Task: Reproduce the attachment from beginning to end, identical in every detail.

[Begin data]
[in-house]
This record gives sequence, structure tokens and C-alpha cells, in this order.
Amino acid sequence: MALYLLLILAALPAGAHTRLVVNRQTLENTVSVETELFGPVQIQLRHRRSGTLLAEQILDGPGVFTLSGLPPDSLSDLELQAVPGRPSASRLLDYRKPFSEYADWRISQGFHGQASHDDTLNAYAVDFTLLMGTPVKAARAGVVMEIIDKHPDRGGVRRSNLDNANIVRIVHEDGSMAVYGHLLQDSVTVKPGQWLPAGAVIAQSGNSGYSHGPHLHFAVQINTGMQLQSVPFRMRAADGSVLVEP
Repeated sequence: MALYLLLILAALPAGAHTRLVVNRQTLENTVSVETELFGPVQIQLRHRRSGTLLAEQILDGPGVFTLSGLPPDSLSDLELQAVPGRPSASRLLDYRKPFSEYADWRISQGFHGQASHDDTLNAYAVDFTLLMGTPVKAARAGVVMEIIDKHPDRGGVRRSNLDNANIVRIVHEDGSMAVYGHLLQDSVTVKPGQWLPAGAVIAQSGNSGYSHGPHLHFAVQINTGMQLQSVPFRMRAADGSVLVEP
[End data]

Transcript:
[in-house]
This record gives sequence, structure tokens and C-alpha cells, in this order.
Amino acid sequence: MALYLLLILAALPAGAHTRLVVNRQTLENTVSVETELFGPVQIQLRHRRSGTLLAEQILDGPGVFTLSGLPPDSLSDLELQAVPGRPSASRLLDYRKPFSEYADWRISQGFHGQASHDDTLNAYAVDFTLLMGTPVKAARAGVVMEIIDKHPDRGGVRRSNLDNANIVRIVHEDGSMAVYGHLLQDSVTVKPGQWLPAGAVIAQSGNSGYSHGPHLHFAVQINTGMQLQSVPFRMRAADGSVLVEP
Repeated sequence: MALYLLLILAALPAGAHTRLVVNRQTLENTVSVETELFGPVQIQLRHRRSGTLLAEQILDGPGVFTLSGLPPDSLSDLELQAVPGRPSASRLLDYRKPFSEYADWRISQGFHGQASHDDTLNAYAVDFTLLMGTPVKAARAGVVMEIIDKHPDRGGVRRSNLDNANIVRIVHEDGSMAVYGHLLQDSVTVKPGQWLPAGAVIAQSGNSGYSHGPHLHFAVQINTGMQLQSVPFRMRAADGSVLVEP